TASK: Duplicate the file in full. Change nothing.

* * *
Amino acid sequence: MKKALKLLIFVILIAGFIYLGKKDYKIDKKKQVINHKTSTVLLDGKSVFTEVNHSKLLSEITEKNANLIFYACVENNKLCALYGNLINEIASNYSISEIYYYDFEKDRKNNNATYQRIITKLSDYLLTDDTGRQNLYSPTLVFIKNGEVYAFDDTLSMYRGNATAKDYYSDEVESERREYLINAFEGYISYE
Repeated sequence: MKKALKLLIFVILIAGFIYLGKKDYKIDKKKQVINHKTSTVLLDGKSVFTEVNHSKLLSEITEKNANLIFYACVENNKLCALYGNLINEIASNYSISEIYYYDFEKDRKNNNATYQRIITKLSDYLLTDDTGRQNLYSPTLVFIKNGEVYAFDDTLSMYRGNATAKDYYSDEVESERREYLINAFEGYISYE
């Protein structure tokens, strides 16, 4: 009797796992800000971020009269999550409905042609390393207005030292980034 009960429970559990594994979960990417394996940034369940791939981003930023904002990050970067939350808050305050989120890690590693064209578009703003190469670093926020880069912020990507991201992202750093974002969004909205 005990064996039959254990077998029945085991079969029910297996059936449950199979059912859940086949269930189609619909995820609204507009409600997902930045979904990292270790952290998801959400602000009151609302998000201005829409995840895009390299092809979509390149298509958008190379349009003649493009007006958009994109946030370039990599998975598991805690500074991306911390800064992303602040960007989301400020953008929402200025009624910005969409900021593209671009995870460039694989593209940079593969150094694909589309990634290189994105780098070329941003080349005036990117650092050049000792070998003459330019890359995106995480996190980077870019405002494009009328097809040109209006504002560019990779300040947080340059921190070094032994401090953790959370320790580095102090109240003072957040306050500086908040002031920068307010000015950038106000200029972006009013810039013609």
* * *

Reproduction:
Amino acid sequence: MKKALKLLIFVILIAGFIYLGKKDYKIDKKKQVINHKTSTVLLDGKSVFTEVNHSKLLSEITEKNANLIFYACVENNKLCALYGNLINEIASNYSISEIYYYDFEKDRKNNNATYQRIITKLSDYLLTDDTGRQNLYSPTLVFIKNGEVYAFDDTLSMYRGNATAKDYYSDEVESERREYLINAFEGYISYE
Repeated sequence: MKKALKLLIFVILIAGFIYLGKKDYKIDKKKQVINHKTSTVLLDGKSVFTEVNHSKLLSEITEKNANLIFYACVENNKLCALYGNLINEIASNYSISEIYYYDFEKDRKNNNATYQRIITKLSDYLLTDDTGRQNLYSPTLVFIKNGEVYAFDDTLSMYRGNATAKDYYSDEVESERREYLINAFEGYISYE
């Protein structure tokens, strides 16, 4: 009797796992800000971020009269999550409905042609390393207005030292980034 009960429970559990594994979960990417394996940034369940791939981003930023904002990050970067939350808050305050989120890690590693064209578009703003190469670093926020880069912020990507991201992202750093974002969004909205 005990064996039959254990077998029945085991079969029910297996059936449950199979059912859940086949269930189609619909995820609204507009409600997902930045979904990292270790952290998801959400602000009151609302998000201005829409995840895009390299092809979509390149298509958008190379349009003649493009007006958009994109946030370039990599998975598991805690500074991306911390800064992303602040960007989301400020953008929402200025009624910005969409900021593209671009995870460039694989593209940079593969150094694909589309990634290189994105780098070329941003080349005036990117650092050049000792070998003459330019890359995106995480996190980077870019405002494009009328097809040109209006504002560019990779300040947080340059921190070094032994401090953790959370320790580095102090109240003072957040306050500086908040002031920068307010000015950038106000200029972006009013810039013609």